Venice never quite seems real, but rather an ornate film set suspended on the water.
I think I agree with Frida. Being in Venice is surreal. It is, out of all the cities we visited on this trip, without a doubt the most touristy. If ever you find yourself in Venice, watch dear friend that you are not brought to the very end of your life by tourists in strong throng gesticulating wildly with the modern tragedy that is the selfie stick. Yet at the very same time, Venice is magical.
Picking up from our little sit on the steps of the Grand Canal in Venice Italy, Part 1, we decided to take a vaporetta ride home. The vaporettas are Venice’s answer to public transportation, and much like everything else in Venice they are really expensive. To give you an idea, our ride home which took about 40 minutes on the vaporetta cost us €14 (R 188) for two one way tickets. They are also completely unnecessary if you are willing to walk. That being said, we did enjoy the little ride. Seeing a city from a different perspective is a bit like being able to draw it in 3D, it just adds a new element. It was my first up and close encounter with the canal water and I am happy to report that it looked remarkably clean. Apparently at the wrong time of year that particular Venetian magic can smell like a stagnant sewer, but the cool weather protected us from this unique experience.
Another thing about this vaporetta ride is that I was able to watch the gondoliers up close. I also got to watch the passengers in the gondolas up close. Friends, those gondolas toss and turn in the wake of bigger boats in a way that sea-sick tablets could not save you. The gondoliers also have to shout to get the passenger weight distribution right so that you don’t all end up at the bottom of the canal. So if motion sickness and being startled into severe weight consciousness sounds romantic, a gondola ride may be for you. But before you decide, do take a look at the cost. That is no photoshop folks, that is €80 for a daytime ride and €100 for a night ride, for about 30 minutes.
We settled for taking about fifty photos of gondoliers and gondolas. We have no regrets.
When you are in Venice, you must look up. The streets are narrow and between the canals and the tourists you may forget to do so, but you must look up. Buildings, old and tired and worn stand alongside Cathedrals impeccably maintained. From the windows hang everyday laundry and rugs and the occasional Venetian, their life lived in an upstairs apartment.
You can lose a day in Venice in the blink of an eye. Pop into the churches, many have free entry. Visit art museums, galleries, libraries and theaters. Window shop the most ornate and beautiful Venetian masks. Stop for espressos, try on Murano glass rings, and take hundreds of photos. Before you know it, dusk falls and you are looking for somewhere along the canals for another early dinner.
My top tips for Venice:
- Research where you are going to stay very carefully. Our hotel was within an easy walking distance from the Santa Lucia Train Station which meant we did not have to take a vaporetta ride to the hotel. The vaporetta charges quite heavily for excess baggage.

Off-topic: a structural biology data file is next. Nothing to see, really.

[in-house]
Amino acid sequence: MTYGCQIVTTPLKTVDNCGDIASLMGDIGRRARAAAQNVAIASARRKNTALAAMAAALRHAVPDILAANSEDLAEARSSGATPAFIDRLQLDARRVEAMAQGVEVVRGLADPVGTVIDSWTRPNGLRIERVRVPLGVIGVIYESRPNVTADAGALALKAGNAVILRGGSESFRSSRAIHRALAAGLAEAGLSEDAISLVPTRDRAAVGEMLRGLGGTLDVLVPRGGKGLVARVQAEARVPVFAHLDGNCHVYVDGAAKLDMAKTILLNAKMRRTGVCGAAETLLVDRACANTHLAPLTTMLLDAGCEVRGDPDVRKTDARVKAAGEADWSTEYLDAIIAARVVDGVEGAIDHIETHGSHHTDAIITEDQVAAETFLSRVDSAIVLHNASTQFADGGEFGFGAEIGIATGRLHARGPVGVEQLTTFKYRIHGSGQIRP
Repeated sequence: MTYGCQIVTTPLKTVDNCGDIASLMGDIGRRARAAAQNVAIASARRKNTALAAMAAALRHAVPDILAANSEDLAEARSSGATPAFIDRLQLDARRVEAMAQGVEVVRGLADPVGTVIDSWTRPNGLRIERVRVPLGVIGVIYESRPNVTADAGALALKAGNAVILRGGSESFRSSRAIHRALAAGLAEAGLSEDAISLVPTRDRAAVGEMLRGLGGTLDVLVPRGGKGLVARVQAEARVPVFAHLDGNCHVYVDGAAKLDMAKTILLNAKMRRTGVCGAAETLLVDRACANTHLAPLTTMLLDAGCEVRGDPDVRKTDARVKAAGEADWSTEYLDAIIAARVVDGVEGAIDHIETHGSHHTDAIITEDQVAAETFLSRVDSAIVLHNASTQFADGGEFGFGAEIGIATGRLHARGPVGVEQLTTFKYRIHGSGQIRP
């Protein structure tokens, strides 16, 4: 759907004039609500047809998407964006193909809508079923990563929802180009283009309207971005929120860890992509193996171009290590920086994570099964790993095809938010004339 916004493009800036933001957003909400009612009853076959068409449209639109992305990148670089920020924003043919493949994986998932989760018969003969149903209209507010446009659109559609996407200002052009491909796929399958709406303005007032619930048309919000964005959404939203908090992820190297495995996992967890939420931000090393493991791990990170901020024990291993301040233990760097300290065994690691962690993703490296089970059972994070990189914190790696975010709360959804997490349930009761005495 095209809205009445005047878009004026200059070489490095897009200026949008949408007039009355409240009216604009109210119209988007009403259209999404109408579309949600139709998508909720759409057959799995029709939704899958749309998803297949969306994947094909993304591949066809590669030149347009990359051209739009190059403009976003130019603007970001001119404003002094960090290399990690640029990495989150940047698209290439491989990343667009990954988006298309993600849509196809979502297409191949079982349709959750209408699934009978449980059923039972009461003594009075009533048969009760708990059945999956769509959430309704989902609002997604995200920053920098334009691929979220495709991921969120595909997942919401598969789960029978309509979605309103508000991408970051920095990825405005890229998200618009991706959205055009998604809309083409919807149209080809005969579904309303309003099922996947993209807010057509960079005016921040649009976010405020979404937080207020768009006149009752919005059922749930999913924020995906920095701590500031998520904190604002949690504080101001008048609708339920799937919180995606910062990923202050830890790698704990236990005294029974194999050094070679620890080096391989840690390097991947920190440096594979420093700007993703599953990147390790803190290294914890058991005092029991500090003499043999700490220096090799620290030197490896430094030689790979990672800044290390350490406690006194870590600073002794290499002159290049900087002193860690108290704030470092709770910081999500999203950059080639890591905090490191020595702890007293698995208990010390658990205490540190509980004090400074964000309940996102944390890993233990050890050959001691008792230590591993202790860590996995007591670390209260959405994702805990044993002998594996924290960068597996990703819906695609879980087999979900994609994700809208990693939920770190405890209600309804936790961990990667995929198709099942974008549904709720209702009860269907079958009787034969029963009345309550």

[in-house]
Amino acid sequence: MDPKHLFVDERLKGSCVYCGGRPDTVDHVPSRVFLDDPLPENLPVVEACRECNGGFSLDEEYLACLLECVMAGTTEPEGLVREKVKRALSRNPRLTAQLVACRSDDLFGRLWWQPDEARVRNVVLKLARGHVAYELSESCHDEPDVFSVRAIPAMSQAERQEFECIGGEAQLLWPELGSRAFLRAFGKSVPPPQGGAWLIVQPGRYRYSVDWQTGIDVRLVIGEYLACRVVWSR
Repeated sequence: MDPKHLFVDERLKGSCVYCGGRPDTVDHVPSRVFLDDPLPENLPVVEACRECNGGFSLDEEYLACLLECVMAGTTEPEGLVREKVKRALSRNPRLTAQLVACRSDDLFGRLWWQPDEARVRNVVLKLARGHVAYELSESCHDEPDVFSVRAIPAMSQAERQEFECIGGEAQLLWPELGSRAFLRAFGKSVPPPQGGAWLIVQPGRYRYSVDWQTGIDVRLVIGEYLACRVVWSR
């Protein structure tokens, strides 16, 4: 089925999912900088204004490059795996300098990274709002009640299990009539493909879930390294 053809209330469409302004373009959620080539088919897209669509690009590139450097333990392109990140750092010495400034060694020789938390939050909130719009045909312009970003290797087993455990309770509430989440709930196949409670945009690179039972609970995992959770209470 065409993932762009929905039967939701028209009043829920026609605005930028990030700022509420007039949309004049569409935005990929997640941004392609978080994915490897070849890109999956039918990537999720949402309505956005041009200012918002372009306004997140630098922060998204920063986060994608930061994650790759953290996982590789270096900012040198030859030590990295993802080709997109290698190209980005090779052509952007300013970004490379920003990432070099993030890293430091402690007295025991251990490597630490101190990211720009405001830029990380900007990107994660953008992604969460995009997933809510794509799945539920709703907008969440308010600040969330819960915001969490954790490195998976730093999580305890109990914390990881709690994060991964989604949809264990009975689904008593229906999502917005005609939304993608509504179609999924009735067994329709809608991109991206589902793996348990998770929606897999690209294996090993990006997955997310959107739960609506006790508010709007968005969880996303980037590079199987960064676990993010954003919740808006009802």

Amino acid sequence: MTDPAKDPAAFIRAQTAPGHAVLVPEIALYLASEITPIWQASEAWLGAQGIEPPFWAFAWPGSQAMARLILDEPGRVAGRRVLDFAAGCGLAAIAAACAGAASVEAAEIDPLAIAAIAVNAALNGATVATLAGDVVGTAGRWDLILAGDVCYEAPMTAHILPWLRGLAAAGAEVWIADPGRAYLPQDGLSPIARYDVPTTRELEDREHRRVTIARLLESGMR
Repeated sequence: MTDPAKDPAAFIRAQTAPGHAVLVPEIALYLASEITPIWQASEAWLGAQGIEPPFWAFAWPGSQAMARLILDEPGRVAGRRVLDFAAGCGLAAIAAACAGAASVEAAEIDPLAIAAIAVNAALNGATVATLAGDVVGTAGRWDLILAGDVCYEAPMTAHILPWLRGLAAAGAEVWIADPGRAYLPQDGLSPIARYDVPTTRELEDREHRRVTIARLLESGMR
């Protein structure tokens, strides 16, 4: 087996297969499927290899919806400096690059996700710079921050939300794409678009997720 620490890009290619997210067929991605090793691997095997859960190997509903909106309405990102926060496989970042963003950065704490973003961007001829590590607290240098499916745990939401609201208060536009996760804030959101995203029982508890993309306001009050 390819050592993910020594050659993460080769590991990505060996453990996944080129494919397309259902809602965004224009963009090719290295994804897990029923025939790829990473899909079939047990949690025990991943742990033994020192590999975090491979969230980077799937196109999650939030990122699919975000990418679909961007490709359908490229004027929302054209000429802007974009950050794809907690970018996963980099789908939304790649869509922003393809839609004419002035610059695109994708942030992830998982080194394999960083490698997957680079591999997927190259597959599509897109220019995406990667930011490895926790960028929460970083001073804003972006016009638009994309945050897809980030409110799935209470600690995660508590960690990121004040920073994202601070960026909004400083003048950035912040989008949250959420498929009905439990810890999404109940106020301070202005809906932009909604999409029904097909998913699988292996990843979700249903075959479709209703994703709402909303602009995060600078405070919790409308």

- If you do use the vaporetta, you must validate your ticket on your first board.
- Use luggage with wheels, there are many stairs and bridges in Venice and it will save you having to use and pay for a porter.
- Venice is very touristy . Watch out for buskers. Do not accept roses from anyone who offers them, they will not take them back and try to get you to pay for them. (This happened to us a few times, I was so glad I knew not to take the roses!)
- There are travel cards for the vaporetta, but work out your day’s itinary before you leave to know whether or not getting the ticket is worthwhile. Without children Venice is very walkable.
- We heeded advice not to eat pizza in Venice (there are no wood burning ovens in Venice) and waited until we got to Rome, great advice.
- You may not enter Saint Mark’s Basillica with any backpacks. Down a side street to the left of the main entrance is a baggage check. We left our bags there. Check your bags before you join the queue.
- Check at the restaurants before you sit if they charge extra for table service or outside seating – getting extra charged for both will take you by surprise. The same applies to coffee bars, check if there is an extra charge for table service. Any restaurant at any of the main sights will have these charges, we avoided them altogether.
- Venice rises late and closes early. Eat early; don’t expect a late restaurant sitting. We usually ate at around 6 and then took a night stroll. By the time we were weary after a full day and headed back to our hotel (between 8 and 9), many places were already shutting down.
- We had been warned about pick pockets and we used an s-clip to secure our wallets into our backpack. It was a huge help in not having to worry about the bag constantly.
- There are many water fountains around Venice to fill your water bottles. There will be signs that say non-potable if the fountain is not drinkable.
- We did not take breakfast in the hotel but were able to buy two great coffees and two croissants for less than €6 which served us perfectly well for breakfast from one of the many coffee bars.
- For the love of Venice do not buy a selfie stick. There are lots of people in Venice, one of them will take your picture.
Venice, Italy (part 2) follows Venice, Italy (part 1) and Munich, Germany (Part 1&2).
Next stop, Rome, the Eternal City.